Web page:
A.3.2.1 Drive 1

         - Drive 1 negates PDIAG- within 1 msec after command received.
         - Drive 1 performs hardware initialization and internal diagnostics.
         - Drive 1 resets the Command Block registers to their default
           condition.
         - Drive 1 posts diagnostic results to the Error Register
||       - Drive 1 clears BSY when ready to accept non-media access commands.
         - Drive 1 asserts PDIAG- to indicate that it is ready to accept
           commands (within 5 seconds).
||       - Drive 1 clears BSY (if not previously done) and sets DRDY when
||         ready to accept any command.

   A.3.2.2 Drive 0

         - Drive 0 performs hardware initialization and internal diagnostics.
         - Drive 0 resets the Command Block registers to their default
           condition.
         - Drive 0 waits up to 6 seconds for Drive 1 to assert PDIAG-.
         - Drive 0 posts diagnostic results to the Error Register
||       - Drive 0 clears BSY when ready to accept non-media access commands
||         (within 6 seconds).
||       - Drive 0 clears BSY (if not previously done) and sets DRDY when
||         ready to accept any command.

   A.3.3  Diagnostic command execution - one drive (failed)

         - Drive 0 sets BSY within 400 nsec after Diagnostic command received.
         - Drive 0 performs hardware initialization and internal diagnostics.
         - Drive 0 resets Command Block registers to default condition.
         - Drive 0 posts a Diagnostic Code to the Error Register indicating a
           failure.
||       - Drive 0 clears BSY when ready to accept non-media access commands
||         (within 6 seconds).
||       - Drive 0 clears BSY (if not previously done) and sets DRDY when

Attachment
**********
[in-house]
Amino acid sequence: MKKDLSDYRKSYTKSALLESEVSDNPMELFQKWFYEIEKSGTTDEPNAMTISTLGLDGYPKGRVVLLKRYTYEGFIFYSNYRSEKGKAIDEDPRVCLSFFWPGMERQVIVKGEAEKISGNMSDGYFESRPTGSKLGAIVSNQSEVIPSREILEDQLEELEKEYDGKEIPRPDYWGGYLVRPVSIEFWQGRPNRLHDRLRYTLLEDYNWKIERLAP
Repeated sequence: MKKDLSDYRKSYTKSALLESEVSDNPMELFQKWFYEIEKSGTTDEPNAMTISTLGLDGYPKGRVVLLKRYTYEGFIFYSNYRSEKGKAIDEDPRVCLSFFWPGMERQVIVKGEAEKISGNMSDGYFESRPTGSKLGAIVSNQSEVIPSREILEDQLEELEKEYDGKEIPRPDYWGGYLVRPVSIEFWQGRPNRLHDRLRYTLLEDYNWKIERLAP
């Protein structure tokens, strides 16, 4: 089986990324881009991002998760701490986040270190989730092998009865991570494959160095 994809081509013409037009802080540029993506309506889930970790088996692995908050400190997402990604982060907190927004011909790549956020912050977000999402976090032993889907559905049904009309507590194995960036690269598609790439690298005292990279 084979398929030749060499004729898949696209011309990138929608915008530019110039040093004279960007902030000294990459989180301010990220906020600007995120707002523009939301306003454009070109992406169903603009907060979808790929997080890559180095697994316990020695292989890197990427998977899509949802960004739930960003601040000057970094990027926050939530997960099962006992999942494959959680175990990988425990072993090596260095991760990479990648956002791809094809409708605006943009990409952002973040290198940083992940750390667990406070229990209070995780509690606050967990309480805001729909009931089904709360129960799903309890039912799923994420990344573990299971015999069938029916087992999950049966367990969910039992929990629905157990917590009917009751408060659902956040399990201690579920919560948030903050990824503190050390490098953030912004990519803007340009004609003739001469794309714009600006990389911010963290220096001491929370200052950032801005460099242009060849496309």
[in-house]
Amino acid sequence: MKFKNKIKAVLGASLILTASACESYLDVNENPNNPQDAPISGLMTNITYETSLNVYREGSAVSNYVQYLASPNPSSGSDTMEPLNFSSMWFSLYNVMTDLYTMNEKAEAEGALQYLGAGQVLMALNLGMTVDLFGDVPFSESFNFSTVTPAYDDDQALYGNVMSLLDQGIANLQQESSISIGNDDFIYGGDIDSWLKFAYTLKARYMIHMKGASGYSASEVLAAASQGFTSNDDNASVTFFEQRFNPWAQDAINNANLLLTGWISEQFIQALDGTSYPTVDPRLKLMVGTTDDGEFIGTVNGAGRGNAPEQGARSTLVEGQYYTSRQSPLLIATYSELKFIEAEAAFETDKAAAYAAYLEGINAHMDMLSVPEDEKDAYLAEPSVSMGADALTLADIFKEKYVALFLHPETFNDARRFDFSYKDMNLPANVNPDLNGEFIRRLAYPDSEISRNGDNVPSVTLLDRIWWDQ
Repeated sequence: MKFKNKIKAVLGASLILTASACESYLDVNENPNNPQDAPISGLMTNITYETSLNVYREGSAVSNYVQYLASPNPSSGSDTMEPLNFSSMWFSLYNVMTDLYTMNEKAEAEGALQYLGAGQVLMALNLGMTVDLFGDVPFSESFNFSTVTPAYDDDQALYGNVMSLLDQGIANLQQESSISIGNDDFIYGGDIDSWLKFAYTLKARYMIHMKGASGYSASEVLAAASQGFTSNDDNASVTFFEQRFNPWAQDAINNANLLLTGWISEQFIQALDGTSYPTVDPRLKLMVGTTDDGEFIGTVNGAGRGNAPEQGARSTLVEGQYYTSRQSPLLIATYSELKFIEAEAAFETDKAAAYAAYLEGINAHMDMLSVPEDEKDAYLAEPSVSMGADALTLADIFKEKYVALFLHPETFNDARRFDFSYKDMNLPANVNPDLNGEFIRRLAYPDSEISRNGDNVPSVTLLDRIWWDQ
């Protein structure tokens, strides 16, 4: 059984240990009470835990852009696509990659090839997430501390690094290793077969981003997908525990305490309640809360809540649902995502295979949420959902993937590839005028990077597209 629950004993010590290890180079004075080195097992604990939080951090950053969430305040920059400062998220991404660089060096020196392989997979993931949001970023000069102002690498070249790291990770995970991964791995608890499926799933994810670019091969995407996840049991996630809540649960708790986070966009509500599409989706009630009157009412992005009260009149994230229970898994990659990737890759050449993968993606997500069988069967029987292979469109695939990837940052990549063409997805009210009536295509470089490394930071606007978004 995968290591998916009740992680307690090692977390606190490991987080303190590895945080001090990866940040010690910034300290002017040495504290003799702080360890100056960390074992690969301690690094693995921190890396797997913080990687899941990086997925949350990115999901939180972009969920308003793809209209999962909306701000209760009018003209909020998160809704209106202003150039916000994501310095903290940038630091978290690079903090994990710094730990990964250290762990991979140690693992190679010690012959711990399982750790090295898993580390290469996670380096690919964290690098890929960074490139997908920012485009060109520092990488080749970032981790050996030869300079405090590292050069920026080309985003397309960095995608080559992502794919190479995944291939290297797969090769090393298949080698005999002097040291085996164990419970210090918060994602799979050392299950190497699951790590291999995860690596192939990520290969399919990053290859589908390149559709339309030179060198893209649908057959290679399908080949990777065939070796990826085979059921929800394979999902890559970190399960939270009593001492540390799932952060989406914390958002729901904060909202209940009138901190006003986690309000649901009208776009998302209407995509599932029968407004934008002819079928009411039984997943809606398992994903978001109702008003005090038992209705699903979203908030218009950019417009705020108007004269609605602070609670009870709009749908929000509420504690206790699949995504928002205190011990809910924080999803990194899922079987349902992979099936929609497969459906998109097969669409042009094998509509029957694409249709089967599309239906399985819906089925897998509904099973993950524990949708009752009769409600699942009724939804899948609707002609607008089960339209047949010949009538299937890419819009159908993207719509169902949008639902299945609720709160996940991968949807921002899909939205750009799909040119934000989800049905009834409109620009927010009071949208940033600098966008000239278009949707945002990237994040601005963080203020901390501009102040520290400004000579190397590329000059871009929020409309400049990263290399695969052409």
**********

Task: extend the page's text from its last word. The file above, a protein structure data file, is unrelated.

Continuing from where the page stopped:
||         ready to accept any command.

   A.3.4 Diagnostic command execution - two drives (drive 1 failed)

         - Drive 0 and Drive 1 set BSY within 400 nsec after Diagnostic command
           received.

   A.3.4.1 Drive 1

         - Drive 1 negates PDIAG- within 1 msec after command received.
         - Drive 1 performs hardware initialization and internal diagnostics.
         - Drive 1 resets the Command Block registers to their default
           condition.
         - Drive 1 posts a Diagnostic Code to the Error Register indicating
           failure.
||       - Drive 1 clears BSY when ready to accept non-media access commands.
         - Drive 1 does not assert PDIAG-, indicating that it failed
           diagnostics.
||       - Drive 1 clears BSY (if not previously done) and sets DRDY when
||         ready to accept any command.

   A.3.4.2 Drive 0

         - Drive 0 performs hardware initialization and internal diagnostics.
         - Drive 0 resets the Command Block registers to their default
           condition.
         - Drive 0 waits 6 seconds for Drive 1 to assert PDIAG- but PDIAG- is
           not asserted by Drive 1.
         - Drive 0 posts a Diagnostic Code to the Error Register setting Bit 7=1
           to indicate that Drive 1 failed diagnostics.
||       - Drive 0 clears BSY when ready to accept non-media access commands
||         (within 6 seconds).
||       - Drive 0 clears BSY (if not previously done) and sets DRDY when
||         ready to accept any command.

         NOTE 1 The 6 seconds referenced above is a host-oriented value.

----- end Hale's marked up Annex A -----

Now lets look at all of this from a host software standpoint...

There are three different methods implemented in drives to